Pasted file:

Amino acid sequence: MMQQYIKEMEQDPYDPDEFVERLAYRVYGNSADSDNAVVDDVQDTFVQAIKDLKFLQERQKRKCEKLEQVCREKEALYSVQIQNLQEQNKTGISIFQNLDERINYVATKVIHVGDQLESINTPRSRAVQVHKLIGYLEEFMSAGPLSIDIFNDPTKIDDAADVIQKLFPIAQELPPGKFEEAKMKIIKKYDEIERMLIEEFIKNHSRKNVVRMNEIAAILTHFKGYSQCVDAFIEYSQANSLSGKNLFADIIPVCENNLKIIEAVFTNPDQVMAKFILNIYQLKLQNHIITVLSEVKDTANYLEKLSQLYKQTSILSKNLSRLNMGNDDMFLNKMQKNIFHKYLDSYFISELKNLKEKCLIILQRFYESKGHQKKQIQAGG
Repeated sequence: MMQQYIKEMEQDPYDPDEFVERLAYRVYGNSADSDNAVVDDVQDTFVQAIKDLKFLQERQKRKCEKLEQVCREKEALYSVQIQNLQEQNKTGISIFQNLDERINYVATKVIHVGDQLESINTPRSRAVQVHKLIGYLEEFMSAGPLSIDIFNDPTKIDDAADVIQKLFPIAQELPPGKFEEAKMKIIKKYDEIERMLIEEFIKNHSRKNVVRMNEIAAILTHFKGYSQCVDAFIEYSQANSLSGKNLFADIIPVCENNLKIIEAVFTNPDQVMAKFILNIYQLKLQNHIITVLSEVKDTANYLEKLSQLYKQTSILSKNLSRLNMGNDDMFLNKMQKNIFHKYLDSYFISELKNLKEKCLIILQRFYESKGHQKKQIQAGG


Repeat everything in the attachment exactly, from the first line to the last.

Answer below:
Amino acid sequence: MMQQYIKEMEQDPYDPDEFVERLAYRVYGNSADSDNAVVDDVQDTFVQAIKDLKFLQERQKRKCEKLEQVCREKEALYSVQIQNLQEQNKTGISIFQNLDERINYVATKVIHVGDQLESINTPRSRAVQVHKLIGYLEEFMSAGPLSIDIFNDPTKIDDAADVIQKLFPIAQELPPGKFEEAKMKIIKKYDEIERMLIEEFIKNHSRKNVVRMNEIAAILTHFKGYSQCVDAFIEYSQANSLSGKNLFADIIPVCENNLKIIEAVFTNPDQVMAKFILNIYQLKLQNHIITVLSEVKDTANYLEKLSQLYKQTSILSKNLSRLNMGNDDMFLNKMQKNIFHKYLDSYFISELKNLKEKCLIILQRFYESKGHQKKQIQAGG
Repeated sequence: MMQQYIKEMEQDPYDPDEFVERLAYRVYGNSADSDNAVVDDVQDTFVQAIKDLKFLQERQKRKCEKLEQVCREKEALYSVQIQNLQEQNKTGISIFQNLDERINYVATKVIHVGDQLESINTPRSRAVQVHKLIGYLEEFMSAGPLSIDIFNDPTKIDDAADVIQKLFPIAQELPPGKFEEAKMKIIKKYDEIERMLIEEFIKNHSRKNVVRMNEIAAILTHFKGYSQCVDAFIEYSQANSLSGKNLFADIIPVCENNLKIIEAVFTNPDQVMAKFILNIYQLKLQNHIITVLSEVKDTANYLEKLSQLYKQTSILSKNLSRLNMGNDDMFLNKMQKNIFHKYLDSYFISELKNLKEKCLIILQRFYESKGHQKKQIQAGG